Global Shock, Risks, and Asian Financial Reform
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Global Shock, Risks, and Asian Financial Reform

Edited by Iwan J. Azis and Hyun S. Shin

The growth of financial markets has clearly outpaced the development of financial market regulations. With growing complexity in the world of finance and the resultant higher frequency of financial crises, all eyes have shifted toward the current inadequacy of financial regulation. This book expertly examines what this episode means for Asia’s financial sector and its stability, and what the implications will be for the region’s financial regulation. By focusing on legal and institutional frameworks the book also elaborates on various issues and challenges in terms of how financial liberalization can maximize the benefits and minimize the risks of crisis.
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Chapter 12: Effective resolution regimes for financial institutions in ASEAN+3

A. Michael Andrews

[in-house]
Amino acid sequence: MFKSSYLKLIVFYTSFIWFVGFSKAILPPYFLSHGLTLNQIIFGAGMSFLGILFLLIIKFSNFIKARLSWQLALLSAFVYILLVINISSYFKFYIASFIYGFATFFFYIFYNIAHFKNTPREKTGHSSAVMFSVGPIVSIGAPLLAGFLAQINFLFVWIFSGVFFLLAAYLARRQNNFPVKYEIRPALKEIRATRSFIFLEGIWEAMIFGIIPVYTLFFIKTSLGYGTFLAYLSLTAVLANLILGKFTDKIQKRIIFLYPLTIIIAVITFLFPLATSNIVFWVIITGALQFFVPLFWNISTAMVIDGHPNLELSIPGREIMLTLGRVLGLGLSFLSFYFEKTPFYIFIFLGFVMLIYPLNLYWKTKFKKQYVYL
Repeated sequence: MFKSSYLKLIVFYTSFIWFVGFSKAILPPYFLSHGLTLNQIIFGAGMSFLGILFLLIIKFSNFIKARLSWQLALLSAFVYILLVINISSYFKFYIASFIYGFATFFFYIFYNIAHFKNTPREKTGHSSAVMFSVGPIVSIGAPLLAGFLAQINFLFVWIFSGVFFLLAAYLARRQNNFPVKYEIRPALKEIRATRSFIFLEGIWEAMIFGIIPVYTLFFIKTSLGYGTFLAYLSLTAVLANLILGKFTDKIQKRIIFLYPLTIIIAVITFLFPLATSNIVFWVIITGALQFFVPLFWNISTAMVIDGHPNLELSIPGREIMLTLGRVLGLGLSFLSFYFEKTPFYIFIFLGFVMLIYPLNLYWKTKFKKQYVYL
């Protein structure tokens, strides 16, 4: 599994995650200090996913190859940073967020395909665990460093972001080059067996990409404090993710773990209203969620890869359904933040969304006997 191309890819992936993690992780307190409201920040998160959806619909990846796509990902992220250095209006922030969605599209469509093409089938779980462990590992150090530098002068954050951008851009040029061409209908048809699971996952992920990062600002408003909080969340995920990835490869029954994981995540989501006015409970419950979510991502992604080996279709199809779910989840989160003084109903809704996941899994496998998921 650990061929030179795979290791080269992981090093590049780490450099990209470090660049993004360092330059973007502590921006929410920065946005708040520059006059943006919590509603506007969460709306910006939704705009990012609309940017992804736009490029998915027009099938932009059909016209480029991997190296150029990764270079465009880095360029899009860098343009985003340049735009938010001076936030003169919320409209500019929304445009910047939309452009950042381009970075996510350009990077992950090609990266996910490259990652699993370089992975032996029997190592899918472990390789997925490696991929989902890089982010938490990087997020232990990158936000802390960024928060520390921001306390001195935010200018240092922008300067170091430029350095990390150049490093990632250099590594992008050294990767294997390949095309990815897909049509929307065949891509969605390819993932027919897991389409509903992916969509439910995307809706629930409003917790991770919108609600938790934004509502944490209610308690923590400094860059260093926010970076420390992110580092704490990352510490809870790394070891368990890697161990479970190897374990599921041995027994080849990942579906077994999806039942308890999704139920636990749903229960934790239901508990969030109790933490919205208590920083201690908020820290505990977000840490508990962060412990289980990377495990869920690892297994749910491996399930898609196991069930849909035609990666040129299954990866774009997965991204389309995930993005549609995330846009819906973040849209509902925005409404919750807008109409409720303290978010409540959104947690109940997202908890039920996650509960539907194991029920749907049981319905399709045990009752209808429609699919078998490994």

The high costs of rescuing banks and other financial institutions during the 2007–09 financial turmoil led to a post-crisis focus on the importance of effective resolution regimes to provide credible alternatives to bail-outs. Experience in the crisis revealed that many European countries lacked a legal regime capable of seizing control of a failing bank and imposing a resolution while at the same time preserving essential functions to minimize disruption to the financial sector and real economy. Experience in the crisis also highlighted the need for a regime to deal in the same way with systemically important non-bank institutions. The post-crisis focus on resolution frameworks is evident in several strands of the efforts to enhance the international financial architecture and standards, although not yet formally endorsed as an international standard, the ‘Key attributes of effective resolution regimes for financial institutions’ (hereafter Key Attributes) have emerged as de facto best practices. Considerable international attention has been directed at improving the regimes for G-SIFIs and cross-border resolution, but the essential requirement for effective cross-border resolution, and the avenue offering the greatest scope for practical progress, is strengthening national resolution regimes.

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